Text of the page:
Although some people use the term blockchain interchangeably with distributed ledgers, these two buzzwords are not quite similar.
The popularity (or notoriety) of cryptocurrencies brought blockchain into the limelight and made it synonymous with tokenization and smart contracts. However, blockchains are just one implementation of distributed ledger technology (DLT).
For over a decade, blockchain was the only known (and first fully functional form) of DLT; however, the rapid advancement of the crypto industry has precipitated the creation of other DLT systems such as RaiBlocks (now NANO), Hashgraph, peaq and IOTA, and the Tangle Network.
These other forms of DLT are rapidly gaining popularity, thus reducing the industry's reliance on traditional blockchain systems. With more projects leveraging these forms of DLT, it is essential for enterprises to understand the differences between blockchains and distributed ledgers.
A distributed ledger is a database that exists among several participants or across several locations while DLT describes the technologies used to publicly or privately distribute information and records to the entities who use them.
Distributed ledgers are spread across several computing devices or nodes, where each device/node replicates and saves identical copies of a record to the ledger.
One of the most sought-after features of distributed ledgers is its decentralization. Individuals and organizations typically store their data on centralized databases that live at fixed locations, necessitating the use of third parties.
Distributed ledgers are not maintained by a central authority; they are decentralized, shifting the responsibility of managing data from intermediaries or a central authority to participant nodes. Enterprises can use DLT to validate, process and authenticate transactions as well as other forms of data exchanges.
Each update on a distributed ledger is independently constructed, and recorded by individual nodes. Before an entry is uploaded to the ledger, it must be validated (through voting) to ensure the addition of a single true copy. The voting is automatically carried out by a consensus algorithm. Once consensus is reached, the ledger updates itself and each node saves the agreed-upon copy of the ledger.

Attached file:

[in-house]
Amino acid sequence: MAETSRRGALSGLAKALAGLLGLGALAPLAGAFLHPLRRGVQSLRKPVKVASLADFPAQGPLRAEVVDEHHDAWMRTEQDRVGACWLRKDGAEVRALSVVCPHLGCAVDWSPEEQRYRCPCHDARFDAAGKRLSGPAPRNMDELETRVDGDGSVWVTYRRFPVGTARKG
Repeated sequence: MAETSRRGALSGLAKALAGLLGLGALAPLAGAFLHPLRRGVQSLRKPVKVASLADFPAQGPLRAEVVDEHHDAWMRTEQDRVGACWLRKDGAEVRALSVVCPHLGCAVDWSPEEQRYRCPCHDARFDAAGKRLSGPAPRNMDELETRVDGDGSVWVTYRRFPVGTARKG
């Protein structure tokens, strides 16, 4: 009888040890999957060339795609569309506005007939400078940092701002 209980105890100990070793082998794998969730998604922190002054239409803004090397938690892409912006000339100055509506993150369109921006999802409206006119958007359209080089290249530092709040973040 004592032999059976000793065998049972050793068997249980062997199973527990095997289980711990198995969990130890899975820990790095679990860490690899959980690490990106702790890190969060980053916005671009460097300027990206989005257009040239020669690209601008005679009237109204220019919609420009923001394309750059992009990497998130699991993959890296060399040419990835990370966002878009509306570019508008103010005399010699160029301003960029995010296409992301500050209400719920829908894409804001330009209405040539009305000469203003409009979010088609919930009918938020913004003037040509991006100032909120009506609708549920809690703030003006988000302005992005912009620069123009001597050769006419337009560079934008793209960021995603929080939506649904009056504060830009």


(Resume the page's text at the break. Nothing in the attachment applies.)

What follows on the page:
The structure and architecture of distributed ledgers help to cut down the cost of trust, thus reducing dependence on regulatory compliance officers, notaries, governments, lawyers and banks
Distributed ledgers offer individuals, enterprises and governments a new paradigm for collecting and communicating information and is set to revolutionize the way these entities interact with each other.
Blockchain is a type of distributed ledger where data is organized into blocks that are logically linked together to provide a valid and secure distributed consensus.
Like all distributed ledgers, blockchains do not depend on centralized authority or servers; they are managed by and distributed across peer-to-peer networks. Data quality is maintained by computational trust and database replication. However, the structure of a blockchain is unique and distinct from other forms of distributed ledgers.
The data on a blockchain is grouped and organized into blocks. Each block of data is closed by a cryptographic signature known as a "hash." This hash points to the next block, thus creating an unbroken chain of continuous data. The hash ensures that the encrypted information within each block cannot be manipulated.
A blockchain is a continuously growing list of records. It is built on an append-only structure, making deletion and alteration of data on earlier blocks impossible. Data can only be added to the database.
As such, blockchain technology is best suited for applications such as voting, tracking assets, processing transactions, managing records and recording events.
Every blockchain is a distributed ledger but not all distributed ledgers are blockchain. The two technologies share a conceptual origin; they are a digitized and decentralized log of records that require consensus among participating nodes to ensure the authenticity of data entries
However, they update their databases differently.
Blockchain organizes entries into blocks of data and uses an append-only structure to update its records. Once entries are made, they can't be deleted or modified in any way.
Under DLT, database owners have greater control over implementation. In principle, they can dictate the purpose, structure and functioning of the distributed ledger network. However, the network retains its decentralized nature since ledgers are stored across multiple servers that communicate to ensure the maintenance of an accurate and up-to-date record of transactions. DLT provides an auditable and verifiable history of information stored on a particular data set.
Researchers are beginning to find new and more interesting uses for blockchain and other digital ledger technologies.
These technologies are set to disrupt traditional processes and procedures in virtually all industries and have already had a significant impact on the financial sector (especially in the area of regulatory compliance and compliance policies).
Studies by Accenture show that by 2025, investment banks that leverage distributed ledger technologies may be able to reduce compliance cost by 30 to 50 percent.